If symptom discontinuation is defined as one rather than two successive visits without reporting symptoms, the percentage of study particiants who continued to report any symptom at least 12 weeks after the assumed time of infection falls from 13.7% to 0.9%. However, this much smaller estimate does not allow for the possibility of recurrent symptoms, which has been widely reported in people experiencing long COVID. Additionally, it is not coherent with the prevalence estimates presented in Section 2: Self reported long COVID. If symptom discontinuation is instead defined as three successive visits without reporting symptoms, the 12-week prevalence estimate increases to 28.0%.

If symptom discontinuation occurred at the time of the last visit when symptoms were reported, rather than at some point between this visit and the next one, the 12-week prevalence estimate increases from 13.7% to 17.5%. If symptom discontinuation occurred at the time of the first visit when symptoms were not reported, the 12-week prevalence estimate decreases to 10.9%.

If the symptoms tracked are those reported at the time of the participant’s first positive test for COVID-19 but not necessarily within the next 5 weeks, the 12-week prevalence estimate decreases from 13.7% to 11.1%. If the symptoms tracked are those reported at the time of the participant’s first positive test for COVID-19 or within the next 10 rather than 5 weeks, the 12-week prevalence estimate increases slightly to 13.8%.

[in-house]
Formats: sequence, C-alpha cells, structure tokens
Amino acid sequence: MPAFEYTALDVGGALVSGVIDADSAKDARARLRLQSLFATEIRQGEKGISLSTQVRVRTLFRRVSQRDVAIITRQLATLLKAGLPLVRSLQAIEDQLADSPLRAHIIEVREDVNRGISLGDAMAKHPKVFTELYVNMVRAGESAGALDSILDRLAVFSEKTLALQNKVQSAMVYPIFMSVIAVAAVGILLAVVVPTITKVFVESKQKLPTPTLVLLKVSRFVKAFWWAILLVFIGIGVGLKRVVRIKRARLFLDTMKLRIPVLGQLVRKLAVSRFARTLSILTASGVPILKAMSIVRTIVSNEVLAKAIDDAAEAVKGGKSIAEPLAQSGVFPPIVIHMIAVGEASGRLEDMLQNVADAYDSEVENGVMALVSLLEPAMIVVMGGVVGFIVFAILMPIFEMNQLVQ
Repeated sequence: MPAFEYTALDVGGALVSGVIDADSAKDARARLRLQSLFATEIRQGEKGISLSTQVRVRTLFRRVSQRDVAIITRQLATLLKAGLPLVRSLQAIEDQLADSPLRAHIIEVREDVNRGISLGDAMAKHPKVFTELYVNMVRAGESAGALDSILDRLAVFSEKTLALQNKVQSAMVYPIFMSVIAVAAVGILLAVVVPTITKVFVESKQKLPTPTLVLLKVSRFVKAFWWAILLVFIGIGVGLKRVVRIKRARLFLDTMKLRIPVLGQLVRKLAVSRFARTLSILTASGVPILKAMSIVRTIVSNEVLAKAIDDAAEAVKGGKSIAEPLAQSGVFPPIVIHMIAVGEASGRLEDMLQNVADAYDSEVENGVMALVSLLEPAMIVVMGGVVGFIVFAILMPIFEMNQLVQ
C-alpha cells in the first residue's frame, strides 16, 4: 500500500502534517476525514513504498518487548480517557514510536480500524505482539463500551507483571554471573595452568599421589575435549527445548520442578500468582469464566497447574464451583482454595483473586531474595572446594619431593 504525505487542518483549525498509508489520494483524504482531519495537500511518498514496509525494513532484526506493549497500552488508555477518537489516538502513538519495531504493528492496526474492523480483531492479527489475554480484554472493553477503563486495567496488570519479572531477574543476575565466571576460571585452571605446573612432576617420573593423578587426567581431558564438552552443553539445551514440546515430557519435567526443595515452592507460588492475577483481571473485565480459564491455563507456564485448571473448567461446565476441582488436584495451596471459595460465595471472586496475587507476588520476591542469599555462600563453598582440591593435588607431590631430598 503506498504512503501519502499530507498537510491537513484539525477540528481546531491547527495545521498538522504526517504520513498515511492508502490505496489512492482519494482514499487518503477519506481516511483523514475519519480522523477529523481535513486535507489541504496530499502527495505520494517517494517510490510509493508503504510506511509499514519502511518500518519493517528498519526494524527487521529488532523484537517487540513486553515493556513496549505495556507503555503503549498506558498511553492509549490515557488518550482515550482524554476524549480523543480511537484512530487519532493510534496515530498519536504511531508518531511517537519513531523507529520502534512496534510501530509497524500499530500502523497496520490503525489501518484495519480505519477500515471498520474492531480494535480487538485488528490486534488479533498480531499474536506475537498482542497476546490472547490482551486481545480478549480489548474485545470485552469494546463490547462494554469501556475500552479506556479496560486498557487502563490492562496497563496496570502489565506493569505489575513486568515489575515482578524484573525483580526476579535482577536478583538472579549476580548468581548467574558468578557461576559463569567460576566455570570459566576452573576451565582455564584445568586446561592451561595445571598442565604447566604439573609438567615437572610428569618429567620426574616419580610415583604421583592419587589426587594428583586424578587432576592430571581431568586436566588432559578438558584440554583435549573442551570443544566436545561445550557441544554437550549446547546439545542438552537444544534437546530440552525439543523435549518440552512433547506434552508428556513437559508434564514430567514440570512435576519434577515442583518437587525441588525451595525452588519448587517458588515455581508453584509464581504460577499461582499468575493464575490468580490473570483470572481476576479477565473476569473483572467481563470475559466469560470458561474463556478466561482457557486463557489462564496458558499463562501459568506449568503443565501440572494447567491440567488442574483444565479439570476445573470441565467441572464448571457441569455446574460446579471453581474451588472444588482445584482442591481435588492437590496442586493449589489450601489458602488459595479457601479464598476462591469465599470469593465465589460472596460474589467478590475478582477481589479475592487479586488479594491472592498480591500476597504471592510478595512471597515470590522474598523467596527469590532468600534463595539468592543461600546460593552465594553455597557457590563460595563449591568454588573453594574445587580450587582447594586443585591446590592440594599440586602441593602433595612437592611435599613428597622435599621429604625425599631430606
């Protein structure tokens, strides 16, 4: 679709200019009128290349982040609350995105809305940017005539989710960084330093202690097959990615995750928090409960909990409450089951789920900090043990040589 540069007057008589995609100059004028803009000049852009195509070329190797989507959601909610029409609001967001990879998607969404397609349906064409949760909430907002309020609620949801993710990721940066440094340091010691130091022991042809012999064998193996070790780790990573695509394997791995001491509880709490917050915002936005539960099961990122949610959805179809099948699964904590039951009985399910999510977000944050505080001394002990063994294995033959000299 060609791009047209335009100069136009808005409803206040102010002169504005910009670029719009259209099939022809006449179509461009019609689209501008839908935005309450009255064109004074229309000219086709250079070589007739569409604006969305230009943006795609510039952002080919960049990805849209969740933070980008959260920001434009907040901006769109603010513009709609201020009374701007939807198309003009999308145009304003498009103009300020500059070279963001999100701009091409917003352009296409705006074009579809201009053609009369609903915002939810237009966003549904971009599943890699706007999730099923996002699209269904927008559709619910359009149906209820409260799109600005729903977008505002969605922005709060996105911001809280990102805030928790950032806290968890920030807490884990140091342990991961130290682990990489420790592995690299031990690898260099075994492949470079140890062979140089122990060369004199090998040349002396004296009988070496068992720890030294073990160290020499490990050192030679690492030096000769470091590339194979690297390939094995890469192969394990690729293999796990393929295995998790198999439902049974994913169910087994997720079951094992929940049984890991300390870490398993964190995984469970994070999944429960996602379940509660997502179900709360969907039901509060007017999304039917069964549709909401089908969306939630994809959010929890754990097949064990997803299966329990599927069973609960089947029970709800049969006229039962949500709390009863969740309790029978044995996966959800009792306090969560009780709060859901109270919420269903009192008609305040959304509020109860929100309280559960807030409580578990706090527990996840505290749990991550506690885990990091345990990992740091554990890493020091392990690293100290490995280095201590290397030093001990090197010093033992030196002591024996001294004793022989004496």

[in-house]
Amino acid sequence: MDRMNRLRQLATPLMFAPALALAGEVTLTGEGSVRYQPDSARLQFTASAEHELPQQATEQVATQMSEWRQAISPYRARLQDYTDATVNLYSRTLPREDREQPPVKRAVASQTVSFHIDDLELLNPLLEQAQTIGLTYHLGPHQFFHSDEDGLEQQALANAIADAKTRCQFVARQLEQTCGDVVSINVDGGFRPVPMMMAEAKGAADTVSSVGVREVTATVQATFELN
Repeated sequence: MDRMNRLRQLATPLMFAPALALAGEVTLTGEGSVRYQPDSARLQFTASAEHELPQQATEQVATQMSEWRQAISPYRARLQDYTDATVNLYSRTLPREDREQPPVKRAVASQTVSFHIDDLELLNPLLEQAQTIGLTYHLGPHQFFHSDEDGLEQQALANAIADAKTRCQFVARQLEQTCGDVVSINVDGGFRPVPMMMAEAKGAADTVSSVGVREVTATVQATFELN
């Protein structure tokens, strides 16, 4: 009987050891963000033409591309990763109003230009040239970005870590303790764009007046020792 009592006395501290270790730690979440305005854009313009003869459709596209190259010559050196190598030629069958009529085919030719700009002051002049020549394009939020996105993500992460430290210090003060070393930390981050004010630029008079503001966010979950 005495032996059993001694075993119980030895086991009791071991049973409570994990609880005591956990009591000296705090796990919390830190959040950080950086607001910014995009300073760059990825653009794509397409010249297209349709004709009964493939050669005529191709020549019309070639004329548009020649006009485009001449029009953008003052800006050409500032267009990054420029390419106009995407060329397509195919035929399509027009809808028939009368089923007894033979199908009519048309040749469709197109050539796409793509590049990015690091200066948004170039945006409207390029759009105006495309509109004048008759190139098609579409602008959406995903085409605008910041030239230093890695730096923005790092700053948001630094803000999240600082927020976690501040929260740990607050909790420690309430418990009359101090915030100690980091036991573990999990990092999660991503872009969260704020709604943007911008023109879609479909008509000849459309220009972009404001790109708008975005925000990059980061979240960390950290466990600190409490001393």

If the date of coronavirus infection is midway between the date of the participant’s first positive test and their previous negative test, up to a maximum lag of 14 rather than 7 days back from the date of the first positive test, the 12-week prevalence estimate increases from 13.7% to 14.9%. If the date of coronavirus infection is the date of the participant’s first positive test, the 12-week prevalence estimate remains at 13.7%.

Full results of the sensitivity analysis can be found in the datasets.

More about coronavirus

Collaboration

The author thanks Charlotte Gaughan, Piotr Pawelek and Joe Jenkins at the Office for National Statistics, and Professor Sarah Walker at the University of Oxford, for their contributions to this analysis.

Notes for: Duration of reported symptoms following confirmed coronavirus (COVID-19) infection

  1. The study cohort comprised Coronavirus (COVID-19) Infection Survey (CIS) participants who tested positive for coronavirus (COVID-19) by polymerase chain reaction (PCR) test during study follow-up. It does not include participants who tested positive for antibodies without a positive swab sample, nor does it include those who tested positive for COVID-19 outside of the CIS, for example through national testing programmes.

  2. The 12 self-reported symptoms recorded in the CIS at each follow-up visit are: abdominal pain; cough; diarrhoea; fatigue; fever; headache; loss of taste; loss of smell; myalgia; nausea/vomiting; shortness of breath; and sore throat.

  3. The date of infection was assumed to be midway between the date of the first positive test and the date of the previous negative test, up to a maximum lag of seven days back from the date of the first positive test. The exact date of symptom discontinuation was unknown, so we assumed the follow-up time of participants who experienced symptom discontinuation to be interval censored; see Glossary.

  4. The control group comprised CIS participants who have never: tested positive for coronavirus infection or antibodies during study follow-up; reported to have tested positive for coronavirus infection or antibodies outside of the study; reported to have been in direct contact with someone known to have COVID-19; or reported to have been in self-isolation because of COVID-19. CIS participants with COVID-19 were exactly one-to-one matched to control participants on age, sex, and month of study enrolment. Each control participant was followed up for symptoms from their visit that was closest to that during which their matched participant tested positive for COVID-19.